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Vegan restaurants Veganly Convenient in Strood and Viva Las Vegan in Maidstone close

Between 2014 and 2019, the number of UK vegans quadrupled with celebrities such as Simon Cowell, Benedict Cumberbatch and Lewis Hamilton leading the way.

But as two in Kent close due to a fall in customers and staff shortages and big name brands turn their restaurants back on meat alternatives is the vegan bubble bursting?

An empty Veganly Convenient in Strood High Street

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Kellogg’s has announced its MorningStar brand, which makes alternative meats, could be sold off with chief executive Steve Cahillane citing “irrational exuberance” in the sector.

Morrisons and Asda have dropped their meat-free sandwiches and Tesco has cut its offering by a quarter. And after an initial surge in share prices industry big beast Beyond Meat has seen its price drop by 82% in a year.

High costs of products and production as well as a dwindling appetite amongst vegans and vegetarians for faux meat products has meant the staggering investment and excitement around the industry early on hasn’t translated into success.

Plant-based meats are still estimated to make up $35bn of the global $1.5 trillion meat market.

While that’s significant niche, The Telegraph reports, signs suggest it’s unlikely to become much more than that.

Closer to home Veganly Convenient, in Strood High Street, welcomed its first batch of diners on February 13 but has now shut up shop due to dwindling customer numbers.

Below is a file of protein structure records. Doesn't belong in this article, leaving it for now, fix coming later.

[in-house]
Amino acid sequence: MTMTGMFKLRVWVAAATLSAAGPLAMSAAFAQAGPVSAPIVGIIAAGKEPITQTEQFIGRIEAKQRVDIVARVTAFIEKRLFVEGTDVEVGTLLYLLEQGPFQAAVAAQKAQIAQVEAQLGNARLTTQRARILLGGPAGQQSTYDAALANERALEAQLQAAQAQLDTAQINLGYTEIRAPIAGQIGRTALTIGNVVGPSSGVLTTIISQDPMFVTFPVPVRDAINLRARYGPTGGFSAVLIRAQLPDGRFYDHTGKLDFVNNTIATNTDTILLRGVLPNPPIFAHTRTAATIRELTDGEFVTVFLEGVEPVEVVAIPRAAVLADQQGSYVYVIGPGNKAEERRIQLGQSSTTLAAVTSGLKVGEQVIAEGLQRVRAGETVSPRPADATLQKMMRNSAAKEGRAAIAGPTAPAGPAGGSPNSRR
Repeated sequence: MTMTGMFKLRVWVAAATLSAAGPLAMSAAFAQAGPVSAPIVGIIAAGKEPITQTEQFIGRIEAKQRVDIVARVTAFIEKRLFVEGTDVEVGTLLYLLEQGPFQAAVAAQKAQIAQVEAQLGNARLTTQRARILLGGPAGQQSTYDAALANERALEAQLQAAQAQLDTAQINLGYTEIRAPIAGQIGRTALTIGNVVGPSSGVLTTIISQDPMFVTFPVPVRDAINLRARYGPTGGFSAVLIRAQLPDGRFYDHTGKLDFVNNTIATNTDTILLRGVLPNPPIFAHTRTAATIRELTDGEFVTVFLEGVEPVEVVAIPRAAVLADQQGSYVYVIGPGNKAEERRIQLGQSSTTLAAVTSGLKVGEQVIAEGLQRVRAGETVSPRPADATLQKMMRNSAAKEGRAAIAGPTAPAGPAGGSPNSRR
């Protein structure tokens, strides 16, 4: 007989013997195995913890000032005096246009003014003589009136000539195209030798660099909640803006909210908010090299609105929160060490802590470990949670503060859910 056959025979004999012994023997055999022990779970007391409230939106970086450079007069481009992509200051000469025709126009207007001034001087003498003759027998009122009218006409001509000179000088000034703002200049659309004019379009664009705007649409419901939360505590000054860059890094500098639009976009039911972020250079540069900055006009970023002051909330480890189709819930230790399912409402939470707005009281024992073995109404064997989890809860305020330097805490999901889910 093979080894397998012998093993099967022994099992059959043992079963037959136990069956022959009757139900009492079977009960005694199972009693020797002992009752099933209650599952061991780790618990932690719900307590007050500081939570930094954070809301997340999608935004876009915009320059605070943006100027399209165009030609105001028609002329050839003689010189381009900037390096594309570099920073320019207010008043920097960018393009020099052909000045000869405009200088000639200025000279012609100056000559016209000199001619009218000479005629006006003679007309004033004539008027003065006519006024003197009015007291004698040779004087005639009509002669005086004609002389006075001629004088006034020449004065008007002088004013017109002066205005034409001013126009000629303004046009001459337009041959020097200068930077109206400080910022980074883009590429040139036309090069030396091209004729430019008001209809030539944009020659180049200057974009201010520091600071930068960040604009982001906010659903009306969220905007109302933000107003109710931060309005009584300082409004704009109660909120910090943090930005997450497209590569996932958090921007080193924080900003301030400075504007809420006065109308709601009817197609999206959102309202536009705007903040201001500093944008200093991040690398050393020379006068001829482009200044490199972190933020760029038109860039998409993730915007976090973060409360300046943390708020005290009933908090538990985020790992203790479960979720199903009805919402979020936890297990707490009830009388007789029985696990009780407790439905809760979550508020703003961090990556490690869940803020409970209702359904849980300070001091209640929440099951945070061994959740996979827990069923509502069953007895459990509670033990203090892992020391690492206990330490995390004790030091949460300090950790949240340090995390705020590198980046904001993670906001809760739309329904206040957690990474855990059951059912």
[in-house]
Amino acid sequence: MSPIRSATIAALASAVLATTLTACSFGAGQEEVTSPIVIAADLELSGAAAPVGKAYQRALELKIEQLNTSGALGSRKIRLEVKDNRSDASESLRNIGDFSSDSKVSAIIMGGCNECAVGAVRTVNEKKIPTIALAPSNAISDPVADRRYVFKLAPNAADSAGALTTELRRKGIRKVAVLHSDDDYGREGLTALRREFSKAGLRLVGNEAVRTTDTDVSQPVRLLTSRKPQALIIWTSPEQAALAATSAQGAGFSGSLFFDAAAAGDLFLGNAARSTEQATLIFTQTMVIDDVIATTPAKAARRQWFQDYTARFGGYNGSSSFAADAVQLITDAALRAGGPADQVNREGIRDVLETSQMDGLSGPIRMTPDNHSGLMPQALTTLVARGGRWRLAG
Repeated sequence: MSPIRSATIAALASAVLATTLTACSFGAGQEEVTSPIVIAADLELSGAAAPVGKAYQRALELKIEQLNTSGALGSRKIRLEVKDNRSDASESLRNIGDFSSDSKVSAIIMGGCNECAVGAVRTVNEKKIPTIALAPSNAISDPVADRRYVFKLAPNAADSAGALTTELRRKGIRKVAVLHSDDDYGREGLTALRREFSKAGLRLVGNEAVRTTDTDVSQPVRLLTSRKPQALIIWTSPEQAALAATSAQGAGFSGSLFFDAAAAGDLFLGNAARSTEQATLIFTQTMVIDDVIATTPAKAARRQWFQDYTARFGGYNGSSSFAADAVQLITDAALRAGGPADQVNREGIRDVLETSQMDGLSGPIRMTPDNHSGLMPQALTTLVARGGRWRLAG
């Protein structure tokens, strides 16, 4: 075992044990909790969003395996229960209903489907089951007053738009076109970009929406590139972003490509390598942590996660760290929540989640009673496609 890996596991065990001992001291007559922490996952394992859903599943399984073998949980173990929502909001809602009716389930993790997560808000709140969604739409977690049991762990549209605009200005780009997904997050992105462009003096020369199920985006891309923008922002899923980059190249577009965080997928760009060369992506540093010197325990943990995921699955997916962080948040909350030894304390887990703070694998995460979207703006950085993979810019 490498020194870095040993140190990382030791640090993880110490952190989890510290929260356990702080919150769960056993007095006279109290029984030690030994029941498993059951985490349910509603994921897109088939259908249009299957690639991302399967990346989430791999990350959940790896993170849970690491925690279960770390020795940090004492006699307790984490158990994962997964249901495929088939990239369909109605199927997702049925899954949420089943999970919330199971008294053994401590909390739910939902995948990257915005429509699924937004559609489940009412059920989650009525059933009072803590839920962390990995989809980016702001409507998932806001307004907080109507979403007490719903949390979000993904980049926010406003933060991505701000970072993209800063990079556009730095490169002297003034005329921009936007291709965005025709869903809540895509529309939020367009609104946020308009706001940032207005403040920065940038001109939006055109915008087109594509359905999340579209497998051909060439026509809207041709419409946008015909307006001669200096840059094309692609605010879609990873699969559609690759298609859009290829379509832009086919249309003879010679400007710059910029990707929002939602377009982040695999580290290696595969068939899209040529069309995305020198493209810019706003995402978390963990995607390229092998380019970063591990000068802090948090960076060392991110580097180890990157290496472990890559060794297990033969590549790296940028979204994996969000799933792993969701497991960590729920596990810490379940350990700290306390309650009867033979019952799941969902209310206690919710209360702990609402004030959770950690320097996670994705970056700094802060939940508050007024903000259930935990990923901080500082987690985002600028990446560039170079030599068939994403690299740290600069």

Owner Marina Vannithone said: “It was going well to begin with and then everything kind of went wrong. You name it, it went wrong which is a shame so I handed in my notice to my landlord.

“Every month it got quieter and quieter due to many factors such as the petroleum crisis and the location. So it was time for me to go.

“There were too many overheads. I did not even pay myself. I was limited to what I could do as I was not allowed to cook on the site.”

The southeast Asia-inspired menu offered family recipes that have been passed down from Marina’s parents and stem from the family’s Laos heritage.

Fan-favorites included mushroom toast that is described as a vegan take on the traditional prawn toast, vegan sushi and the blue butterfly tea which is served with a slice of lemon.

Veganly Convenient's sushi dishes which were once popular with customers.  Picture: Marina Vannithone
Veganly Convenient’s sushi dishes which were once popular with customers. Picture: Marina Vannithone

The 42-year-old said she wanted to bring something different to the area and introduce her food to people after her own health scare about two years ago which sparked her to go on a plant-based diet.

But after only six months in Medway, Marina has made the decision to close the site as business was no longer booming.

The mum-of-two said: “I think Kent is ready for vegan places but it is just the way you go about it. It is just about bringing more vegan food to the county and how you do it. It seems to not be working.”

She said although many people are following a plant-based diet it is still considered a trend as opposed to a lifestyle and this is where the problem lies. A vegan diet involves cutting out all animal products like meat, fish, dairy and eggs.

“It has become like a trend. People go vegan for a month but do not keep it up,” Marina explained. “It is like the gym, it is a trend but people carry that on to keep fit so they should carry on following a plant-based diet.”

She also said education is a factor as many people “stick to what they know and think vegan is not normal food” as opposed to trying and learning new recipes.

Marina (left) says bringing vegan cafés to Kent is not working.  Picture: Marina Vannithone